Aphids spread by winged colonizer females, who lay eggs on the new plants they wish to colonize. This means that outdoor growing areas are most at risk of an aphid infestation and that it is very difficult to prevent these winged colonizer female aphids form reaching your outdoor growing area. One way of keeping the aphids away from your outdoor cannabis plants would be to make use of companion plants as discussed above.

The best strategy with outdoor aphid control is to regularly check your plants (at least once a week), this will hopefully enable you to catch and control the aphids early on when the colony is small and manageable.

 

Indoor Growing

Indoor growing areas are less likely to be reached by winged colonizer females than outside growing areas, but aphids can still reach your indoor grown cannabis plants by other means – like bringing cannabis plants or clones into your indoor growing area from elsewhere/ outside. The answer to this problem is to only grow from seed in your indoor growing area or if you still decide to bring clones or other cannabis plants into your growing area from outside or elsewhere, you should quarantine these plants separately from your growing area for at least a week. Checking them regularly for aphids and other pests.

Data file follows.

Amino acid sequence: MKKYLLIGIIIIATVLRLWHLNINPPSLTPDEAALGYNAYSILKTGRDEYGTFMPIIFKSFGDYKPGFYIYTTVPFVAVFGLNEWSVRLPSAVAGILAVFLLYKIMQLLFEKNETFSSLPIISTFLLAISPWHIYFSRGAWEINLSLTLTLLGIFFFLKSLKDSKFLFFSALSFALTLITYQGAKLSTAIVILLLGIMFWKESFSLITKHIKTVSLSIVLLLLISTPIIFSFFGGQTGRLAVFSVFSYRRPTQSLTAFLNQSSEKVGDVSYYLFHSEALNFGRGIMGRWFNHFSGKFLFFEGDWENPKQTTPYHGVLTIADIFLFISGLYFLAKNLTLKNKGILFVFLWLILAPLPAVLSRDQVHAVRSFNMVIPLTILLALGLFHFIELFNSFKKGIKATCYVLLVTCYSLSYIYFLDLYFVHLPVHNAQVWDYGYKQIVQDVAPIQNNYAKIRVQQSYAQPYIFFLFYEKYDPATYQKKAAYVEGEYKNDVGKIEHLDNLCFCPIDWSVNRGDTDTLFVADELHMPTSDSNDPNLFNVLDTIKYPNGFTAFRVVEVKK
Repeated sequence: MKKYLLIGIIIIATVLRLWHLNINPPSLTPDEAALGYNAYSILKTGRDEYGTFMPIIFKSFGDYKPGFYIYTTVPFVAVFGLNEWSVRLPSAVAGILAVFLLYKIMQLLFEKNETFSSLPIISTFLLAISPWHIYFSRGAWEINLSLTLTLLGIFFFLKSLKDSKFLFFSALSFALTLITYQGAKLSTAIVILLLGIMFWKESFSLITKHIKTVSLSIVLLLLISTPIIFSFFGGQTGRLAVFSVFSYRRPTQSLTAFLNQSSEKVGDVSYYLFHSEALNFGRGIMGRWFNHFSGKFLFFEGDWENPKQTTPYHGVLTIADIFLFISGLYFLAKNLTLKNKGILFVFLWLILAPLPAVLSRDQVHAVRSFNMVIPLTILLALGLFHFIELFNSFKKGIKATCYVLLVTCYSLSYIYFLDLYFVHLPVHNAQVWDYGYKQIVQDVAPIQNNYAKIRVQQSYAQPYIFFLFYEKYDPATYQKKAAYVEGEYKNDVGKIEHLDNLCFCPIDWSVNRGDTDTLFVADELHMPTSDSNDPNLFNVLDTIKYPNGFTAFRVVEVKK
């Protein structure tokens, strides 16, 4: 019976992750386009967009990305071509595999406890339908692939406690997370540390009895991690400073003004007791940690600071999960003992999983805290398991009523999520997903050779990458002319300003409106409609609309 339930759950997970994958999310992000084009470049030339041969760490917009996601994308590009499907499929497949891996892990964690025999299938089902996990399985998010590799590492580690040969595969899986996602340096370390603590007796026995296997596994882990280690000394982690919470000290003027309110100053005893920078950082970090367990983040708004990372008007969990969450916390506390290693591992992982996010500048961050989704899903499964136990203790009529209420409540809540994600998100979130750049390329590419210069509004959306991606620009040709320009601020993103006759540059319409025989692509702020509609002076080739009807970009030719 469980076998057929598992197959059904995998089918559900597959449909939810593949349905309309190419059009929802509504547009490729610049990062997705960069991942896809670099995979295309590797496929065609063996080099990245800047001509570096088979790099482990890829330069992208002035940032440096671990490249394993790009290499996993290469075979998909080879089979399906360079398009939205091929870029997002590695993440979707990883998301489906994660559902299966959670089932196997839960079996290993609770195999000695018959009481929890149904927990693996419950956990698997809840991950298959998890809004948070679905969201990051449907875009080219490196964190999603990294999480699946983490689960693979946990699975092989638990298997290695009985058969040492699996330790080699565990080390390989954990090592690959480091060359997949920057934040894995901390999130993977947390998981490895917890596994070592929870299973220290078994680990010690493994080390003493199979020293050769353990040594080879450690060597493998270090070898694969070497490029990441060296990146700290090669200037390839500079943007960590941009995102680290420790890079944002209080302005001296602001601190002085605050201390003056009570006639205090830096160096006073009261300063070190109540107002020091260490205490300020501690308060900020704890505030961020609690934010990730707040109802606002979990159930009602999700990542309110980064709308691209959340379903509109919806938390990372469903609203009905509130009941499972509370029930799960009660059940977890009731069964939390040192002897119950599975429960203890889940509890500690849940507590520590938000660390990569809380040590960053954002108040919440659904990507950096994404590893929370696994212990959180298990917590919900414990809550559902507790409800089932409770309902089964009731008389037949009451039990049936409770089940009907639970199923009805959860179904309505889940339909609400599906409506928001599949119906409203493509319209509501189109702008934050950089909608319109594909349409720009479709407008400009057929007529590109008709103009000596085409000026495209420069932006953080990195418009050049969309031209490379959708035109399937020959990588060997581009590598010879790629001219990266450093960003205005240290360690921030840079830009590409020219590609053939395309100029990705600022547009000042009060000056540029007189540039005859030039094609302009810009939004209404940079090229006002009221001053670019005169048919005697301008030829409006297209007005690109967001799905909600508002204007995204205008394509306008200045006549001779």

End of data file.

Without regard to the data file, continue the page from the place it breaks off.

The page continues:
Even if you do not see any aphids or other pests (like red spider mites) during quarantine it is still advisable to dip the clone or small plants in a insecticidal soap solution before bringing them into your grow area. If you cannot dip the plants thoroughly spray them with an insecticidal soap solution.

 

CONTROL

If you find aphids on your cannabis plants a good first step is to prune off infected areas and dispose of it by putting it in the trash. After you have pruned off the infected areas you can try spraying off any remaining aphids with a garden hose (if possible).

If you are struggling with a heavy infestation of aphids, you can also spray your plants with an environmentally friendly insecticidal soap solution like Biogrow’s Neudosan. Please note that normal dishwashing soap is not insecticidal soap and using it could end up burning your plant leaves and not killing any aphids. It is very important to properly follow the instructions of the insecticidal soap you are using because if you do not accurately dilute the insecticidal soap you might end up burning you plants. One of the benefits of using insecticidal soap is that larger predatory insects like lady birds (lady bugs) won’t be affected if they come into contact with it in their adult form.

If the infestation still persists after trying insecticidal soap you can try spraying with neem oil. However be aware that the neem oil may also kill any other beneficial insects it comes into contact with. When using neem oil you should take care not to get it on your buds as it will leave a bitter taste and the effects of smoking neem oil coated buds on human health have not been properly studied (it could be harmful to your health).

If you see any ants on your cannabis plants you should eliminate them, because the ants will defend the aphids against natural predator insects such as ladybirds (ladybugs) and their larvae, tachina flies, parasitic wasps, praying mantises, lacewing larvae, hover fly larvae, tree crickets, small spiders and young assassin bugs.